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Realizing the full promise of automation

Seeding the ground for automation

Avesta Hojjati
automation
© Shutterstock / gerasimov_foto_174

The foremost problem that organisations encounter when trying to automate is knowing their own environment. That simply won’t do. Organisations need to know their environments inside and out – they need to know where their nodes are located, they need to know what kind of web servers and operating systems they use and they need to know how certificates are used within their environment.

When it comes to PKIs and certificate management, close attention and careful scrutiny is required. Any one organisation needs to oversee scores, hundreds and thousands of certificates – each with their own specifications, lifespans and configurations. It’s a complex task which few are capable of on their own. What’s more is that failure – in the form of an unanticipated expiry or outage – comes with a high price.

Certificate outages are a common problem. In 2019, 60 percent of organisations experienced a certificate related outage. Those outages, according to another study, cost large organisations $5600 per minute of outage.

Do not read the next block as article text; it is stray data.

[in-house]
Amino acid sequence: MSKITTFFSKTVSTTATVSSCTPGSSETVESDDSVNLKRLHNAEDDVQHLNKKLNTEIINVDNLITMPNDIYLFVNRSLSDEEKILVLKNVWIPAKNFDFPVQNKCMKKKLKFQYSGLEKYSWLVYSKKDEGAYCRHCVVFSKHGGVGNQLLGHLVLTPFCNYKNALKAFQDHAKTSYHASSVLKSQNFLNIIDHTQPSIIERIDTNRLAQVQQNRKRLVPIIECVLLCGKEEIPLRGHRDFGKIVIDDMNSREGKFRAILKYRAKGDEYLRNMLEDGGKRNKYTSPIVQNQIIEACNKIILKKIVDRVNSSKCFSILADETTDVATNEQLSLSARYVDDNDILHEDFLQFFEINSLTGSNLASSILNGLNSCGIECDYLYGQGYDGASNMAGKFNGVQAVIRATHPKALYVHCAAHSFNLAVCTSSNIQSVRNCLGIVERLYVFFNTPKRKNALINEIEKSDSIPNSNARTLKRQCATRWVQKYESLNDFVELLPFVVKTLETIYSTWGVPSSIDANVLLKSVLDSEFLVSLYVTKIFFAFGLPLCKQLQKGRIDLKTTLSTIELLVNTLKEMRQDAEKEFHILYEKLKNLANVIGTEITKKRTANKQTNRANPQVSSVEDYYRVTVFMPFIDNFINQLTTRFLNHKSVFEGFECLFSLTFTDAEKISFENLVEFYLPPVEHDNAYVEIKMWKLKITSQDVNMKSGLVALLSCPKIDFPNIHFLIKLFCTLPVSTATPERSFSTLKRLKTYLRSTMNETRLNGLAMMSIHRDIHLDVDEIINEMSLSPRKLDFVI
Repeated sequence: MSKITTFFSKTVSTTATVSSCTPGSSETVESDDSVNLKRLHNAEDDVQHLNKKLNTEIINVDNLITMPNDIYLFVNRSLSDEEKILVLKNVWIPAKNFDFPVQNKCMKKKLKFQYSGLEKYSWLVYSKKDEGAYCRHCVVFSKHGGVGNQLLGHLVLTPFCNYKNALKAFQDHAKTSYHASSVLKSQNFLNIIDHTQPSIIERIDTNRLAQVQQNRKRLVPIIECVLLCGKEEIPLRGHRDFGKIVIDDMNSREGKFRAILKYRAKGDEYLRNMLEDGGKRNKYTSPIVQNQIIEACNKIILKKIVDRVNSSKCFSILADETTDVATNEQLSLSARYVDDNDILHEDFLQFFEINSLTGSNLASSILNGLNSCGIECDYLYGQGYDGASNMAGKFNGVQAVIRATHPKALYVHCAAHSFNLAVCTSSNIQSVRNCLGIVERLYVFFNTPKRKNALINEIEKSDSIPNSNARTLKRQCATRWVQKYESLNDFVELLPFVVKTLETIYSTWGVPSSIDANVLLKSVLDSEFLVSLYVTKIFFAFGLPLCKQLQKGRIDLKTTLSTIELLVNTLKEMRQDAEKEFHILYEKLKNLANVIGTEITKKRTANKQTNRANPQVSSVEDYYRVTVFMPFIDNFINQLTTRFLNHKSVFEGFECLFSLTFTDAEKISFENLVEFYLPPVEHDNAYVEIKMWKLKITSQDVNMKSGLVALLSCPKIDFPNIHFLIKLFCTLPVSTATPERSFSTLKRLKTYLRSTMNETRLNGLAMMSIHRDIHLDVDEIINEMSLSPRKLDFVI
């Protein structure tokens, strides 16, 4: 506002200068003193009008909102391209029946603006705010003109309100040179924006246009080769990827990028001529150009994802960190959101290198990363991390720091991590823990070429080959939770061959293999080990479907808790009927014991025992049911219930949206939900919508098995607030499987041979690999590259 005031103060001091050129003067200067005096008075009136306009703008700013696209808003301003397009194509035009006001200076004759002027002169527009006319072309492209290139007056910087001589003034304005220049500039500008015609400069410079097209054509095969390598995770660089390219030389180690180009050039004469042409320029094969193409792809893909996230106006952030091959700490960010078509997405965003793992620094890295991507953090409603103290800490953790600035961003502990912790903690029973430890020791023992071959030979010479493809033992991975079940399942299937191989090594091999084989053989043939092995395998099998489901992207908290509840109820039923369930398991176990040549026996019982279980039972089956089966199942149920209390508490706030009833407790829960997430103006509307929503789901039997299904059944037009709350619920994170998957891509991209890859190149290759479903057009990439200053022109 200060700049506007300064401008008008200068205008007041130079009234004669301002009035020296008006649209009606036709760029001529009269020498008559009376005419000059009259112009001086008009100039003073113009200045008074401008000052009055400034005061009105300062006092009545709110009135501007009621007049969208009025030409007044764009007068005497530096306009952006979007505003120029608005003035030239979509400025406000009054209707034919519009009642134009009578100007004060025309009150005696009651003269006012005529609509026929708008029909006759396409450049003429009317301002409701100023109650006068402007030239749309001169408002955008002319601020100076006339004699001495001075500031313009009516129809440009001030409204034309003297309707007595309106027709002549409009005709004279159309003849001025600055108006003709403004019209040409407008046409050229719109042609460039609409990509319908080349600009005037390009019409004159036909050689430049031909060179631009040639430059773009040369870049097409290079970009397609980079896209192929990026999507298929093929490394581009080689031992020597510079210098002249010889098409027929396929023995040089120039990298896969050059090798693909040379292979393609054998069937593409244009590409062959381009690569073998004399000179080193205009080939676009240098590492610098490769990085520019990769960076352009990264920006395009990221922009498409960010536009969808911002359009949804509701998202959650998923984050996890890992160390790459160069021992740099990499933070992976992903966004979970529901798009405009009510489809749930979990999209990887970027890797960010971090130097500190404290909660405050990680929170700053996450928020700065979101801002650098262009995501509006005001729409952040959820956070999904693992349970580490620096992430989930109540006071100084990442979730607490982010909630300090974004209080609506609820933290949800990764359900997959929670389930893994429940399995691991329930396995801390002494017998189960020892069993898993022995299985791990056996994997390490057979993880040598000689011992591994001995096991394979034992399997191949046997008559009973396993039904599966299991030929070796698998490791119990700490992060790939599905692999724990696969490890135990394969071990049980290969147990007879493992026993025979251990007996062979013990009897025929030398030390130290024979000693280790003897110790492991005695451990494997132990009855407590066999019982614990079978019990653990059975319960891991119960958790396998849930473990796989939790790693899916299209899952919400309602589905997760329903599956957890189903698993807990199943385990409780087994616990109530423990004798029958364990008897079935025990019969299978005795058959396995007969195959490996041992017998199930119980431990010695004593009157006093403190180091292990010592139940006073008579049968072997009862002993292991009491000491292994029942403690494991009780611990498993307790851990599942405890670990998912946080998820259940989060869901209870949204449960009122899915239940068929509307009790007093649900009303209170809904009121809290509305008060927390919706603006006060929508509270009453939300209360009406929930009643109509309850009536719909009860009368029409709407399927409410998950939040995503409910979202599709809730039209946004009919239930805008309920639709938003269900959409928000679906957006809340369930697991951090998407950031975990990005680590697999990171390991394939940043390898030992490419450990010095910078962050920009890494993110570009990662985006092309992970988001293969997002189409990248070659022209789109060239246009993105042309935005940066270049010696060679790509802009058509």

SEE ALSO: “The priority going forward is making automation actionable, scalable and intelligent”

New developments as well as old problems are forcing increased attention on certificate management. The adoption of new technologies – such as Internet of Things devices – are behind an exponential expansion in enterprise certificate needs. Furthermore, major browsers recently halved maximum certificate lifespans from two years to just one. If enterprises weren’t paying attention to certificates before, they have to now.

Automating certificate management is increasingly being looked to as a way to mitigate the threats involved in such a critically important task. But organisations frequently run into problems along the way and either stall their plans for automation, halt them entirely or at best fail to reap the rewards that automation offers.